FICCI wants draft land acquisition bill revised
New Delhi, Jan 1 (IANS) The government should review provisions of the draft Land Acquisition, Rehabilitation and Resettlement Bill, 2011 to make it viable for the industry to acquire land for projects, an industry lobby suggested Sunday.
The Federation of Indian Chambers of Commerce and Industry (FICCI) said the industry was finding it difficult to acquire land and the draft bill would make the process more difficult as it restricted opportunities for land owners to sell land.
'FICCI feels that any act should recognize the fact that there are a large number of people who would like to move out of agriculture and sell their land. There are enough statistics to prove this but the current bill seems to have overlooked this fact.'
The bill introduced in parliament in September last year seeks to update India's 117-year-old land acquisition laws and overhaul the rehabilitation and resettlement policy.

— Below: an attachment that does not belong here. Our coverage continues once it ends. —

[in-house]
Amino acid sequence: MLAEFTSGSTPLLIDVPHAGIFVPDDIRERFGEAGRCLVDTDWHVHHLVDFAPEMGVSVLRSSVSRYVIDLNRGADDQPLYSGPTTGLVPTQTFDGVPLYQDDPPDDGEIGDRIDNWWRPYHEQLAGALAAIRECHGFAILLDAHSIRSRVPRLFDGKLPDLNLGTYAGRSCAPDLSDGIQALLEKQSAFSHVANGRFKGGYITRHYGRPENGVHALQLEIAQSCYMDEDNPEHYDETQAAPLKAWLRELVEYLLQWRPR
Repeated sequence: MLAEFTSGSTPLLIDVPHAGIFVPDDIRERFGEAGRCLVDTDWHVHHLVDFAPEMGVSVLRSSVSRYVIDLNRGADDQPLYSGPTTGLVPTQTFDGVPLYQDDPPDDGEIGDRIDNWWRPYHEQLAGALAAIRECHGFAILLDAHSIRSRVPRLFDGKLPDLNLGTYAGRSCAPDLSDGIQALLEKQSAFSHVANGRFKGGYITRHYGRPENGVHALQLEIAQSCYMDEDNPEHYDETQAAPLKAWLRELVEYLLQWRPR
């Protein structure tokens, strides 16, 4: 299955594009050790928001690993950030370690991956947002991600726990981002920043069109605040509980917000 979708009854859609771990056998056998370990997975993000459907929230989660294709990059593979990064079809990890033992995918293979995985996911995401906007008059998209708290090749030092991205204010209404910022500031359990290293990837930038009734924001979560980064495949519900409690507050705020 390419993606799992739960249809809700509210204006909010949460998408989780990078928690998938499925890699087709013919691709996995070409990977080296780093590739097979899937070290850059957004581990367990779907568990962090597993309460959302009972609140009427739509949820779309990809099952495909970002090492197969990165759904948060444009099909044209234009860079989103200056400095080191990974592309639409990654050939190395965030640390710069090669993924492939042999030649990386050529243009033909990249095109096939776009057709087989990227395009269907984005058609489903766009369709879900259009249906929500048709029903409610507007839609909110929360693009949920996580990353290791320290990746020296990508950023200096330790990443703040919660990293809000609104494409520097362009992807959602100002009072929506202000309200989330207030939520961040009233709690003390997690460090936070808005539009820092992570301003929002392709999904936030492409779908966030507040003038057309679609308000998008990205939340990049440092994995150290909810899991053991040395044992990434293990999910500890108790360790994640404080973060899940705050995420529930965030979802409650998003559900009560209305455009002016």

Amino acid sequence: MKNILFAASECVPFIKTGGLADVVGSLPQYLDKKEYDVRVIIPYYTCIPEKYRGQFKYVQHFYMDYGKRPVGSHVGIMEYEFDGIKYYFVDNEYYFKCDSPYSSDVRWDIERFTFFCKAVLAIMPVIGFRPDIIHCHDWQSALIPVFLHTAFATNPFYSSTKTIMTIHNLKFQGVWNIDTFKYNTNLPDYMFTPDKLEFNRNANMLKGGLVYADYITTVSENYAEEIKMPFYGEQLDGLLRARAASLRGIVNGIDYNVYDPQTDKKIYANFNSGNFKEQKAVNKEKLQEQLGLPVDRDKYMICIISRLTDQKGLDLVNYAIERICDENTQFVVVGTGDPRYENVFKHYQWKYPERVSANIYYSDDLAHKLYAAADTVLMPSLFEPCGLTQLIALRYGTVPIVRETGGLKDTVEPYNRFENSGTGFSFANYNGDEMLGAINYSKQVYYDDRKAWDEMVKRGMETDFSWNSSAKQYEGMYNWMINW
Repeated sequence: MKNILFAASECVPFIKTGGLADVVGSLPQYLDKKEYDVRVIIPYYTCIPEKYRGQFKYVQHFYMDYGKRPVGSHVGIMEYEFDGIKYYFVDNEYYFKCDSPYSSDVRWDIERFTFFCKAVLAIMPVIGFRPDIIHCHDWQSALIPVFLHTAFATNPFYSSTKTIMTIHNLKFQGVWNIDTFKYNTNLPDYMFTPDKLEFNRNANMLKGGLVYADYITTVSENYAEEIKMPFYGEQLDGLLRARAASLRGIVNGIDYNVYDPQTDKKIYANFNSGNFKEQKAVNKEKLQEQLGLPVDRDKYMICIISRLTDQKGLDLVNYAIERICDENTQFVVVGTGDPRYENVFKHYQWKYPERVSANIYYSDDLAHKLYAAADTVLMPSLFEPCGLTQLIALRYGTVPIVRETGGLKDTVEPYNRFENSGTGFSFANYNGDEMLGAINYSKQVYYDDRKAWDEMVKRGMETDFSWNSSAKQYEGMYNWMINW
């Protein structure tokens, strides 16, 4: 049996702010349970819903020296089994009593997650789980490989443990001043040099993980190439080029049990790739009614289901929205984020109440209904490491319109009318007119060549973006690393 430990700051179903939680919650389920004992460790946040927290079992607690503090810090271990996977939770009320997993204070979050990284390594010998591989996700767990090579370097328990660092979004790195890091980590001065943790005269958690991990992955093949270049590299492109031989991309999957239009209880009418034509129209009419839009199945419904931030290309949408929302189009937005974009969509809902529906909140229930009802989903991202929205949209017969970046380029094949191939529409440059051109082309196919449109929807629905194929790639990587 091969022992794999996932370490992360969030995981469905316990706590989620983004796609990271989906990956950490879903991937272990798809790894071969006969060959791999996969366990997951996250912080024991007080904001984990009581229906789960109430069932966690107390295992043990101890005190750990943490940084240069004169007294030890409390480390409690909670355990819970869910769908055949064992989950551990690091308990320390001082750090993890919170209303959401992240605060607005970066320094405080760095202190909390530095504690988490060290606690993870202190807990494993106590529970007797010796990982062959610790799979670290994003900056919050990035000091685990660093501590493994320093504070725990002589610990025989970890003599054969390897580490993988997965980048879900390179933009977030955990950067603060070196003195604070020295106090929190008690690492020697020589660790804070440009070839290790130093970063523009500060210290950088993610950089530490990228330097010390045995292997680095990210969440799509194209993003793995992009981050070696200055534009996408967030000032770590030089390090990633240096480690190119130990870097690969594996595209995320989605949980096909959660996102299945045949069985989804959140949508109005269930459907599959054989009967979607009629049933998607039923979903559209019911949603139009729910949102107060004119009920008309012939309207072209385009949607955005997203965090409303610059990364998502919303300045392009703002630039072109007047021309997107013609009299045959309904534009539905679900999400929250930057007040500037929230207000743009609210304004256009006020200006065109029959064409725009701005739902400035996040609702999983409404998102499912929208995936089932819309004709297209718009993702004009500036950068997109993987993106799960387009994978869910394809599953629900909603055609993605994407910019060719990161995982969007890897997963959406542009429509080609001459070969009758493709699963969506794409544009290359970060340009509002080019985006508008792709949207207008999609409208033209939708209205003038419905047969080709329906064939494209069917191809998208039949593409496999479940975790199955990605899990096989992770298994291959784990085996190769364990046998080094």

According to the industry lobby, in the last decade rural population increased by 12.2 percent whereas urban population increased at the rate of 32 percent. While in 2001 rural population constituted 72 percent of the total population in India, in 2011 it constituted 68.8 percent.
Also, average size of the operational holding in agriculture declined by 46 percent in 2005-06 to 1.23 hectares from 2.28 hectares in 1970-71. The decline in the operated area can be attributed to conversion of land for industrialization or transfer to meet the requirement of non-agricultural purposes, FICCI said.
The industry lobby also suggested that private companies should be allowed to purchase the land directly from the land owners after paying market based compensation.
'Government should provide the enabling framework for facilitating this process of acquisition and rehabilitation.'
On the issue of relief and rehabilitation (R&R) provisions in the draft bill, FICCI says these entitlements are going to translate into huge cost and administrative burden for the industry.
Saying that there is no upper limit for R&R expenditure in the bill, FICCI called for a cap on the R&R at 30-40 percent of the land acquisition cost.
FICCI also suggested that land applied under the Land Acquisition Act, 1894, should not be covered under this act as it will create avoidable litigations.